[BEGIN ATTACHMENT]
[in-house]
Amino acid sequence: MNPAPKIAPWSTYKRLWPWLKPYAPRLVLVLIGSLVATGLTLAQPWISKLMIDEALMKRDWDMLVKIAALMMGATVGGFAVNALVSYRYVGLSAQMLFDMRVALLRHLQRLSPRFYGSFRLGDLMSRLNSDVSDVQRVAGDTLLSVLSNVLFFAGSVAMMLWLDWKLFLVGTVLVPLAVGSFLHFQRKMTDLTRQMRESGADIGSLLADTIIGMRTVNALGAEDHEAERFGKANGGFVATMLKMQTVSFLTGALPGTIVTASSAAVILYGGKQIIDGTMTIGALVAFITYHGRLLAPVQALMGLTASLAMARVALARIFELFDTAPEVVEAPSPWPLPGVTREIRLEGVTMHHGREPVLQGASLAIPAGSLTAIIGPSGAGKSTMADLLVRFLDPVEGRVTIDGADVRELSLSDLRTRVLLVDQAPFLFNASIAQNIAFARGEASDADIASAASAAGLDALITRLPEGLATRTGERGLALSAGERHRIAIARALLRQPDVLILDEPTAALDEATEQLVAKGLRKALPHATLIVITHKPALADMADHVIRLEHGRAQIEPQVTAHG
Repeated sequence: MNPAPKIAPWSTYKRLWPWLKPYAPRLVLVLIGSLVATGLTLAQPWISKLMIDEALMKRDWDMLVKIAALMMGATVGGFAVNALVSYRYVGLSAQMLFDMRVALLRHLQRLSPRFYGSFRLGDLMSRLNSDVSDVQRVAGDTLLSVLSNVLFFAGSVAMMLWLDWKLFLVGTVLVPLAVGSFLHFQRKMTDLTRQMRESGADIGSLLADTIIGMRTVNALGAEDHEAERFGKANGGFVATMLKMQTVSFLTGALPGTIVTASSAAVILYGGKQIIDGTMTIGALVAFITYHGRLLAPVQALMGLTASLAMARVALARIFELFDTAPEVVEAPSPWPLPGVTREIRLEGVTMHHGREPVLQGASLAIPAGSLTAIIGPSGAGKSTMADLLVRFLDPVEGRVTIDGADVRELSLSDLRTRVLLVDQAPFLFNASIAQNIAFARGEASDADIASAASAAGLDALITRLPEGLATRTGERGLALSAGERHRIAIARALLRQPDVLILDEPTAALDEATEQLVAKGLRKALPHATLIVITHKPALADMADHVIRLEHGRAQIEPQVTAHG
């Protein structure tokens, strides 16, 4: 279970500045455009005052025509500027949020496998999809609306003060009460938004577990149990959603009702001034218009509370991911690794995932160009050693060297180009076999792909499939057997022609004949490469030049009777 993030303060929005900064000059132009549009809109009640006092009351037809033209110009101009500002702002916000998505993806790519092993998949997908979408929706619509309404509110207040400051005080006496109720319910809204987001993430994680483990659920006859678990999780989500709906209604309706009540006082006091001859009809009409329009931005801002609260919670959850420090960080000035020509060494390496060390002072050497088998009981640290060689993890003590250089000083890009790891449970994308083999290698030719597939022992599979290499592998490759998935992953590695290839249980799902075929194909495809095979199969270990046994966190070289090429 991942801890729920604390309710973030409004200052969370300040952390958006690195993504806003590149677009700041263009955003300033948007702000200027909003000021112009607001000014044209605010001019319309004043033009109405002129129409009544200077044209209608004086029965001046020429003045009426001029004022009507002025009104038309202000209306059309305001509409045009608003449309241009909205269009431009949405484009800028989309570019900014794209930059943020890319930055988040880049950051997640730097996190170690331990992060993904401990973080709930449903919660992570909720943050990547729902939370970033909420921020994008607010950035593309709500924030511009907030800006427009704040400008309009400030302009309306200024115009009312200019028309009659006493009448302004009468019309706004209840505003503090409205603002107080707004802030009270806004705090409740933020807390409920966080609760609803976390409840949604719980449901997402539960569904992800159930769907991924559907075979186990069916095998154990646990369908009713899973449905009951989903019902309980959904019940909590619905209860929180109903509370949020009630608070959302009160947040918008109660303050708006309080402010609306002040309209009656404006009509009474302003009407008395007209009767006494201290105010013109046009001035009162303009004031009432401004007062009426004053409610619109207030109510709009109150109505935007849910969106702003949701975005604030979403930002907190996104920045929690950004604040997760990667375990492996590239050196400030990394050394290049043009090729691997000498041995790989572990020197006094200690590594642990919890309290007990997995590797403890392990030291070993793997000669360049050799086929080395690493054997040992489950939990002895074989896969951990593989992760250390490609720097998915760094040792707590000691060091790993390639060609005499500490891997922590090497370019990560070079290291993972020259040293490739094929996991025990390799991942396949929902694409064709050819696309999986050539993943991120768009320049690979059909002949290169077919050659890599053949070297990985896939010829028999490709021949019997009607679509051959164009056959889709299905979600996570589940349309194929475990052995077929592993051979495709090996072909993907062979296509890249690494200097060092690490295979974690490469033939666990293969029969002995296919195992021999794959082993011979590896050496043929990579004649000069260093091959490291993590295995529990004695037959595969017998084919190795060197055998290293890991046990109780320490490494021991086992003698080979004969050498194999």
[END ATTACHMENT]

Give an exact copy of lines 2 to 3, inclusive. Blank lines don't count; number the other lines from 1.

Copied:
Amino acid sequence: MNPAPKIAPWSTYKRLWPWLKPYAPRLVLVLIGSLVATGLTLAQPWISKLMIDEALMKRDWDMLVKIAALMMGATVGGFAVNALVSYRYVGLSAQMLFDMRVALLRHLQRLSPRFYGSFRLGDLMSRLNSDVSDVQRVAGDTLLSVLSNVLFFAGSVAMMLWLDWKLFLVGTVLVPLAVGSFLHFQRKMTDLTRQMRESGADIGSLLADTIIGMRTVNALGAEDHEAERFGKANGGFVATMLKMQTVSFLTGALPGTIVTASSAAVILYGGKQIIDGTMTIGALVAFITYHGRLLAPVQALMGLTASLAMARVALARIFELFDTAPEVVEAPSPWPLPGVTREIRLEGVTMHHGREPVLQGASLAIPAGSLTAIIGPSGAGKSTMADLLVRFLDPVEGRVTIDGADVRELSLSDLRTRVLLVDQAPFLFNASIAQNIAFARGEASDADIASAASAAGLDALITRLPEGLATRTGERGLALSAGERHRIAIARALLRQPDVLILDEPTAALDEATEQLVAKGLRKALPHATLIVITHKPALADMADHVIRLEHGRAQIEPQVTAHG
Repeated sequence: MNPAPKIAPWSTYKRLWPWLKPYAPRLVLVLIGSLVATGLTLAQPWISKLMIDEALMKRDWDMLVKIAALMMGATVGGFAVNALVSYRYVGLSAQMLFDMRVALLRHLQRLSPRFYGSFRLGDLMSRLNSDVSDVQRVAGDTLLSVLSNVLFFAGSVAMMLWLDWKLFLVGTVLVPLAVGSFLHFQRKMTDLTRQMRESGADIGSLLADTIIGMRTVNALGAEDHEAERFGKANGGFVATMLKMQTVSFLTGALPGTIVTASSAAVILYGGKQIIDGTMTIGALVAFITYHGRLLAPVQALMGLTASLAMARVALARIFELFDTAPEVVEAPSPWPLPGVTREIRLEGVTMHHGREPVLQGASLAIPAGSLTAIIGPSGAGKSTMADLLVRFLDPVEGRVTIDGADVRELSLSDLRTRVLLVDQAPFLFNASIAQNIAFARGEASDADIASAASAAGLDALITRLPEGLATRTGERGLALSAGERHRIAIARALLRQPDVLILDEPTAALDEATEQLVAKGLRKALPHATLIVITHKPALADMADHVIRLEHGRAQIEPQVTAHG